Charles Stark Draper in MIT Navigation Simulator

Doc Draper in the navigation simulator on the
roof of 75 Cambridge Parkway. [CSDL]

“Doc, can you design a guidance system that will take men to the moon and back safely?”


“Well, when will it be ready?”

“It will be ready when you need it, Mr. Webb.”

“Well, how will I know that it'll work?”

“I'll go along with it.”

  [p. 35]

Charles Stark Draper as Town Electrician

As town electrician. [CSDL]

Charles Stark Draper in Pilot Training

Flight training, Brooks Field, Texas. [CSDL]

Doc Draper hitchhiked across the country in 1922 with an undergraduate degree in psychology from Stanford University and a background that included a stint as the municipal electrician in his home town of Windsor, Missouri. He came with friends to investigate Harvard University for graduate school but he stopped at MIT on his way up Massachusetts Avenue and never made it to Harvard Square. [p. 34]

Battle of Santa Cruz, October 26, 1942. USS South Dakota in distance, USS Enterprise foreground.

Mark 14 gunsight

Mark 14 Gunsight.

The gunsight was called the Mark 14. The number 14 was deceptive, chosen to confer respectability on what was truly a Mark 1. Doc said he chose the number to commemorate his infamous practice of standing on 14 at blackjack. “If the gunsight could overcome the handicap of being named Mark 14, it would do well in any job to which it might be assigned.” [p. 38]

The newly launched battlewagon South Dakota, identified in the press for secrecy as Battleship X, went to sea with Mark 14s on its 20-mm and 40-mm antiaircraft guns and in October 1942 took part in the battle of Santa Cruz, near Guadalcanal. The ship bagged 32 attacking aircraft. Maybe it was 26, but the main thing was that the ship, and the aircraft carrier it was protecting, survived the attack. [p. 38]

Installation of SPIRE Inertial Measurement Unit

Installation of the SPIRE inertial measurement unit in MIT's B-29 bomber prior to the first cross-country flight guided by an inertial navigation system.[CSDL]

In 1953 Doc's team installed their first entirely self-contained inertial navigation system in MIT's B-29 bomber and tested it by flying automatically from Hanscom Field near Boston to Los Angeles. Eleven men were onboard. Pilot Chip Collins would have preferred otherwise; it was a test flight with an unproven machine controlling the aircraft. “When you run a house of ill repute you have to take on all comers,” was Doc's retort. [p. 39]

Charles Stark Draper and Erik Sevareid

Doc explaining the second generation SPIRE system to reporter Erik Sevareid [CSDL]

Apollo Inertial Measurement Unit

The Apollo inertial measurement unit (IMU), diameter about one foot. Inner and outer gimbals are at left and right. Middle gimbal top and bottom. [author's photo of CSDL exhibit]

“You need to have instruments for geometry the same way you have a watch for time.” [p. 37]

So it was that deep inside an Apollo spacecraft, surrounded by electronic assemblies, suspended inside a spherical case, was an object that never budged from its fixed relationship to the stars, no matter how the spacecraft maneuvered. [p. 42]


Don Eyles, First Birthday

My parents thought I looked like General Eisenhower, who was much in the news when I was an infant. On my first birthday, the month after
D-Day, they took my picture in a garrison cap with four paper stars pinned to it. [p. 9]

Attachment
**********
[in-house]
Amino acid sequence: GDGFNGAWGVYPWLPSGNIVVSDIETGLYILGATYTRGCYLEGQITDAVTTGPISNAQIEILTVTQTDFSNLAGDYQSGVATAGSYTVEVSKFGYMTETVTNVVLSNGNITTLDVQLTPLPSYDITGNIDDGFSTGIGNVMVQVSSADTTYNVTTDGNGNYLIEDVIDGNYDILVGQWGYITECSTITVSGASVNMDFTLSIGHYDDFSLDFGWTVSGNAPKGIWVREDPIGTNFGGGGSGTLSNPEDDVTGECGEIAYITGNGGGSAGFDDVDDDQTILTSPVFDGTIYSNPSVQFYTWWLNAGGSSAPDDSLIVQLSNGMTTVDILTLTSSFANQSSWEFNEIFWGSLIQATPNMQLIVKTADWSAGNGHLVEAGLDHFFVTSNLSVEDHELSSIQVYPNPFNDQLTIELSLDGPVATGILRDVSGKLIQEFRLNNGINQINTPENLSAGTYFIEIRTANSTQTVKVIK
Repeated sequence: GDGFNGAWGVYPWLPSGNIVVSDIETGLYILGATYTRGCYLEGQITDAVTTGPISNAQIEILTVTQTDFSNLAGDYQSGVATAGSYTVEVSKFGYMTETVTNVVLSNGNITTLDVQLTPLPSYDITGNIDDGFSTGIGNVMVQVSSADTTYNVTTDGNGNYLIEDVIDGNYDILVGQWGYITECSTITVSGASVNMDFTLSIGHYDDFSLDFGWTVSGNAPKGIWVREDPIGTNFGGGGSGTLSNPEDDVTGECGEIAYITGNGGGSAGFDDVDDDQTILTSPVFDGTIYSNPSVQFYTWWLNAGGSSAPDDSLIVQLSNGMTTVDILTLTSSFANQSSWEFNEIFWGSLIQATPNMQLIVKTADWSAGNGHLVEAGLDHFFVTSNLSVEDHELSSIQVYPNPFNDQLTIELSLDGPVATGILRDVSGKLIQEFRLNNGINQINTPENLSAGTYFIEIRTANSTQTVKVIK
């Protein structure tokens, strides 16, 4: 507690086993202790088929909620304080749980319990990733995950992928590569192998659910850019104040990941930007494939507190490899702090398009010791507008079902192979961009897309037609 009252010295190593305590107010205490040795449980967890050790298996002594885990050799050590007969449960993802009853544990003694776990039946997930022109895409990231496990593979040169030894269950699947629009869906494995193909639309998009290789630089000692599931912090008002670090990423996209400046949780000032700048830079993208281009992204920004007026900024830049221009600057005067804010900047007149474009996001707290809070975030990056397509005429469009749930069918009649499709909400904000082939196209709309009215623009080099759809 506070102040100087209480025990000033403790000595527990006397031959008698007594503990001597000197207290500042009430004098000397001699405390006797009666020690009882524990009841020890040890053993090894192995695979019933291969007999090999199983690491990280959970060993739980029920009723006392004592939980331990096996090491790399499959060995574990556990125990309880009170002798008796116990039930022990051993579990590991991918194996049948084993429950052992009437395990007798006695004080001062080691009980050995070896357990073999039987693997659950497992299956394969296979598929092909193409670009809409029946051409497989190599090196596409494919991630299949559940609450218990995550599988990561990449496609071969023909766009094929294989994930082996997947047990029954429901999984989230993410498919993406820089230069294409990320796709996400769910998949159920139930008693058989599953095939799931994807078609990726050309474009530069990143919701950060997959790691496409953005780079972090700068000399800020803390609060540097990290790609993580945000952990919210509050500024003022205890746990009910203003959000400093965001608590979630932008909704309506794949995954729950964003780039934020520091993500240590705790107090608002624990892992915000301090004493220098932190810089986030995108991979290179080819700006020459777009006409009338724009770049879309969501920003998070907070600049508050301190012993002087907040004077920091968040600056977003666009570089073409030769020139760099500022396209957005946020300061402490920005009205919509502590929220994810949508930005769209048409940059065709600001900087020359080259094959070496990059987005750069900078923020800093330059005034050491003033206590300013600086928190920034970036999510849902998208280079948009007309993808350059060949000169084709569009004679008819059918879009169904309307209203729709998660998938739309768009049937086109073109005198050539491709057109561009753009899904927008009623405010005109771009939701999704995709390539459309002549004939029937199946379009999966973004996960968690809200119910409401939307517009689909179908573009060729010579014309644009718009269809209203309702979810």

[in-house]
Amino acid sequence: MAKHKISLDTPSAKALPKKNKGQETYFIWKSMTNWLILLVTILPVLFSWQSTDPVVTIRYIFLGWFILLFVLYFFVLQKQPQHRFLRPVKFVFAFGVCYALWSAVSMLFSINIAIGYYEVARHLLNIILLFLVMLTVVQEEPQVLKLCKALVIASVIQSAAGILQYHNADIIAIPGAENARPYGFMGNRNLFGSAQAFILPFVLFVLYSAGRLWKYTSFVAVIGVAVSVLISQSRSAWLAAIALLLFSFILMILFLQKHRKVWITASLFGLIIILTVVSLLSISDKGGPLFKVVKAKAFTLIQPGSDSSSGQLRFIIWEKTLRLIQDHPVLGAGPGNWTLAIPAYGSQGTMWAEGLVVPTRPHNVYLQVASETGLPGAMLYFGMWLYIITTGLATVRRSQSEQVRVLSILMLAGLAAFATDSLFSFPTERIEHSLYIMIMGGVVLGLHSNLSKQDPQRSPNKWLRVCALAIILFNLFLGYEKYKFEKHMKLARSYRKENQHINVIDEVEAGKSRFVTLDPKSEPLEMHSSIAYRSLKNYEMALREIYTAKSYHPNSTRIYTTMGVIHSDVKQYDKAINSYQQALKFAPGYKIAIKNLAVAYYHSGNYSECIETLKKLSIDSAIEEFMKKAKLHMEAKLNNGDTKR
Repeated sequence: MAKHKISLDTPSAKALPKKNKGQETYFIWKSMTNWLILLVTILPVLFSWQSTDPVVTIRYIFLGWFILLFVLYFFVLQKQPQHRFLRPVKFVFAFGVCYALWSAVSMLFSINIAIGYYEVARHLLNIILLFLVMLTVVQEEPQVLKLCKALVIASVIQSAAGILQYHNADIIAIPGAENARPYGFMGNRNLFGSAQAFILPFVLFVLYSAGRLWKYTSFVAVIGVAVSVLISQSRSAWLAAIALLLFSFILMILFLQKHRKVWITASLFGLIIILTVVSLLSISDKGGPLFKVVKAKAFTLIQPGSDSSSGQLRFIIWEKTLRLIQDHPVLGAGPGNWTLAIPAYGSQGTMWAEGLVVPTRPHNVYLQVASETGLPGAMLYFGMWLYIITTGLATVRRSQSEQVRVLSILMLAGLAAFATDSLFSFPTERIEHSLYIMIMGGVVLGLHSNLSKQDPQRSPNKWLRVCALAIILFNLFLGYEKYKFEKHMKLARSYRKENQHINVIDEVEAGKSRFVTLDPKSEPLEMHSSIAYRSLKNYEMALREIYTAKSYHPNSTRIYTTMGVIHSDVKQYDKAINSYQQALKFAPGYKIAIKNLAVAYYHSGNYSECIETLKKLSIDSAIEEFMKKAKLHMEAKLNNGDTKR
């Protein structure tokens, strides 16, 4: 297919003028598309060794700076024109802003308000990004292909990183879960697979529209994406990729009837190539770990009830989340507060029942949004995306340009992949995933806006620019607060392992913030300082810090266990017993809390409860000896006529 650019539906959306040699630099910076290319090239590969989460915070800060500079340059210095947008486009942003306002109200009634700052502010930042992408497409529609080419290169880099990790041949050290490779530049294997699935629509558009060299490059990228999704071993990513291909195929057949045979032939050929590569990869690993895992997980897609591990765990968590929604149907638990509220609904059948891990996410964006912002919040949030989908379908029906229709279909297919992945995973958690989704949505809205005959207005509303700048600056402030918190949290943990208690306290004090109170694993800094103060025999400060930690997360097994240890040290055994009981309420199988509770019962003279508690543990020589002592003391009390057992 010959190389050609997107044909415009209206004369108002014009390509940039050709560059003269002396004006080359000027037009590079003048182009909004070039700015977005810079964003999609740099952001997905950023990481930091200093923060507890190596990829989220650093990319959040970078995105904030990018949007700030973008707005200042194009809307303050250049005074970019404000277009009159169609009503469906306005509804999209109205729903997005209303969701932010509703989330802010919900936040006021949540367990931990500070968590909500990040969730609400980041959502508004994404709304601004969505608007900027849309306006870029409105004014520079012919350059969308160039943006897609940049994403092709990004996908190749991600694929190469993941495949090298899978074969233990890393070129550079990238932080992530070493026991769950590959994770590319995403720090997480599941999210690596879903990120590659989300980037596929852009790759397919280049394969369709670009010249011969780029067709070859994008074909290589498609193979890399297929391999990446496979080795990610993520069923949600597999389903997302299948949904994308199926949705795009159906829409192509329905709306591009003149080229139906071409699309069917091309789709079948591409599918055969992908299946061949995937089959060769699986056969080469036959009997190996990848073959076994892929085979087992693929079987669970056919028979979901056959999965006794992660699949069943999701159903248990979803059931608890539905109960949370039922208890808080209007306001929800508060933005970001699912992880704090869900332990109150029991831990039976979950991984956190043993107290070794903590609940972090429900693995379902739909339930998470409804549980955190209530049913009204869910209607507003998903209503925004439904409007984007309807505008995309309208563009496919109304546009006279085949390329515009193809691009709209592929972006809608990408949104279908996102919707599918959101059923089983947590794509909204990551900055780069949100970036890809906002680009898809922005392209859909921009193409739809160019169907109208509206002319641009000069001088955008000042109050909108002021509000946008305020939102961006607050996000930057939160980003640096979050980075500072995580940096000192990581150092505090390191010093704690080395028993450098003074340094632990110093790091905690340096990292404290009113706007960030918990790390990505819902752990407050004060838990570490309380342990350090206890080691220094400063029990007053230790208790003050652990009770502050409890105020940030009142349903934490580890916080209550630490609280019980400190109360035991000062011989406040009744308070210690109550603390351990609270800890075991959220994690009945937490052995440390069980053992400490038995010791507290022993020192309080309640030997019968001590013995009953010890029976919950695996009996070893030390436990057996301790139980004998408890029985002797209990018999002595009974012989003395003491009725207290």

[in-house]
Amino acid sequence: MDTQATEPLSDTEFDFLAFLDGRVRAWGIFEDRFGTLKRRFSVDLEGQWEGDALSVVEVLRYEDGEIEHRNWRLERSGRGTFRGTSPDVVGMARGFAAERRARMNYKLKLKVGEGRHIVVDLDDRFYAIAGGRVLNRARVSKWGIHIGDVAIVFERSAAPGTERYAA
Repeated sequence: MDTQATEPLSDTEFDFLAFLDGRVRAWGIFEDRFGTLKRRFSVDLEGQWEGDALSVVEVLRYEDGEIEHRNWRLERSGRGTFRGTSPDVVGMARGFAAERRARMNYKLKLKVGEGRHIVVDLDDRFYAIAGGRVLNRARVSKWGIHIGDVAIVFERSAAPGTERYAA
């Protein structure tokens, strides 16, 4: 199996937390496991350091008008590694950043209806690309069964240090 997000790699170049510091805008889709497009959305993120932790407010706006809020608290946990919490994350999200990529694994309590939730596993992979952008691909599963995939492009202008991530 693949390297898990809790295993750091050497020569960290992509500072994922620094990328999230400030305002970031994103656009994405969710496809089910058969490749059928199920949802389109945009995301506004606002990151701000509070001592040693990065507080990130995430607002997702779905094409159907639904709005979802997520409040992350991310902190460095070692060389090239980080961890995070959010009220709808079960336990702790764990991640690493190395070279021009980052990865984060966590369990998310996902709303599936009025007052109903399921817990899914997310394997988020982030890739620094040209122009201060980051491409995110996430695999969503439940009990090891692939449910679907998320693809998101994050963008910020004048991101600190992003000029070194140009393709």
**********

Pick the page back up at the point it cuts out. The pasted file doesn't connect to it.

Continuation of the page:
Don Eyles, in High School

Each “chip” contained two logical devices called triple input NOR (not or) gates. Such a gate, if any of its three input is a one, outputs a zero, otherwise a one — the two values
indicated by voltage levels. In high school, after learning about truth tables, James Chambers [left in photo] and I had experimented with similar devices composed of relays mounted on a piece of plywood. [p. 64]

Don Eyles, July 1966

I had heard a few things about the Instrumentation Lab, enough to be daunted by the prospect of walking in and
asking for a job. On the other hand, what did I have to lose? If my self-esteem had been higher I might have hesitated longer. [p. 18]

The Apollo Mission

From the Earth to the Moon

From the Moon to the Earth

The Apollo Mission: Steps to the Moon

The antidote to the melancholy of having to work for a living was a document that described the steps by which an Apollo mission would reach the surface of the Moon. [p. 20]

George Cherry

George Cherry, project manager for the LM software, who originated the guidance equation for the lunar landing, and hired me. This is the only photo of camera-shy Cherry in Draper Lab files. [CSDL]

Allan Klumpp

Allan Klumpp, who turned Cherry's equation into a fleshed-out system, and guided me as I programmed it for the flight computer. Photo taken at an anti-war demonstration on Boston Common. [DE]

One day during my second week I was talking to George Cherry when a gangling, crew-cut person wandered by, stopped, scratched his back on the door jamb, and gave me a quizzical look. George made the introductions and I met the man who would be my mentor and teammate for the next six years. Allan Klumpp was working on the guidance algorithm that would control the LM during the maneuver at the apex of the whole mission, the descent from lunar orbit to the lunar surface.

How do you land on the Moon? Klumpp! But it was a big job and Allan needed help. [p. 23-24]

Apollo Guidance Computer and DSKY

The Apollo Guidance Computer (AGC) and it's display and keyboard unit (DSKY). DSKY markings are unlike flight units. [CSDL]

Apollo Guidance Computer Showing Core Rope Modules

Rear view of the computer showing modules that contain the flight computer program in the form of wire-rope memory. [CSDL]


The computer program in this listing would be encoded in six modules of wire-rope memory. [DE]

The computer program for the first LM mission was called Sunburst. For flight it would be encoded in a very reliable form of memory that resembled a rope woven from thin copper wire, but we knew it best on paper. It was the 1960s. We had no terminals of any kind, no DECs, no VAXes, no PCs, no Macs — much less the menagerie of devices that exist as I write this. What we gazed at when we wanted to think about the mission and the computer program was paper. [p. 43]

Richard H Battin

Dick Battin [CSDL]

J Halcombe Laning Jr

Hal Laning [CSDL]